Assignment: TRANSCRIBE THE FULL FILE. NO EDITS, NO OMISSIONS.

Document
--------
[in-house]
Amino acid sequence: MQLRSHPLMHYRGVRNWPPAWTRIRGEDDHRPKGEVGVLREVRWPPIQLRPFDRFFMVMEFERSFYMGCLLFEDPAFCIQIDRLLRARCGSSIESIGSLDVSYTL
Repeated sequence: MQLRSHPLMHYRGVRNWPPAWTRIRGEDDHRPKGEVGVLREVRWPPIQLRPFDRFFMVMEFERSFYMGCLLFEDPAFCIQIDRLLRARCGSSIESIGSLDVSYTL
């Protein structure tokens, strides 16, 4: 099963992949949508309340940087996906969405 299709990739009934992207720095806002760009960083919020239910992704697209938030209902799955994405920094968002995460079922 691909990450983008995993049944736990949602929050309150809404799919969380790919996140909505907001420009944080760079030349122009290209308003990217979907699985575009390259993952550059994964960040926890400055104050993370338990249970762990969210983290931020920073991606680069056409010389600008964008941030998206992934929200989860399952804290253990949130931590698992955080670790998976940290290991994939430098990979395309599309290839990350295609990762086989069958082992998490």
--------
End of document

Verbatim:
[in-house]
Amino acid sequence: MQLRSHPLMHYRGVRNWPPAWTRIRGEDDHRPKGEVGVLREVRWPPIQLRPFDRFFMVMEFERSFYMGCLLFEDPAFCIQIDRLLRARCGSSIESIGSLDVSYTL
Repeated sequence: MQLRSHPLMHYRGVRNWPPAWTRIRGEDDHRPKGEVGVLREVRWPPIQLRPFDRFFMVMEFERSFYMGCLLFEDPAFCIQIDRLLRARCGSSIESIGSLDVSYTL
């Protein structure tokens, strides 16, 4: 099963992949949508309340940087996906969405 299709990739009934992207720095806002760009960083919020239910992704697209938030209902799955994405920094968002995460079922 691909990450983008995993049944736990949602929050309150809404799919969380790919996140909505907001420009944080760079030349122009290209308003990217979907699985575009390259993952550059994964960040926890400055104050993370338990249970762990969210983290931020920073991606680069056409010389600008964008941030998206992934929200989860399952804290253990949130931590698992955080670790998976940290290991994939430098990979395309599309290839990350295609990762086989069958082992998490």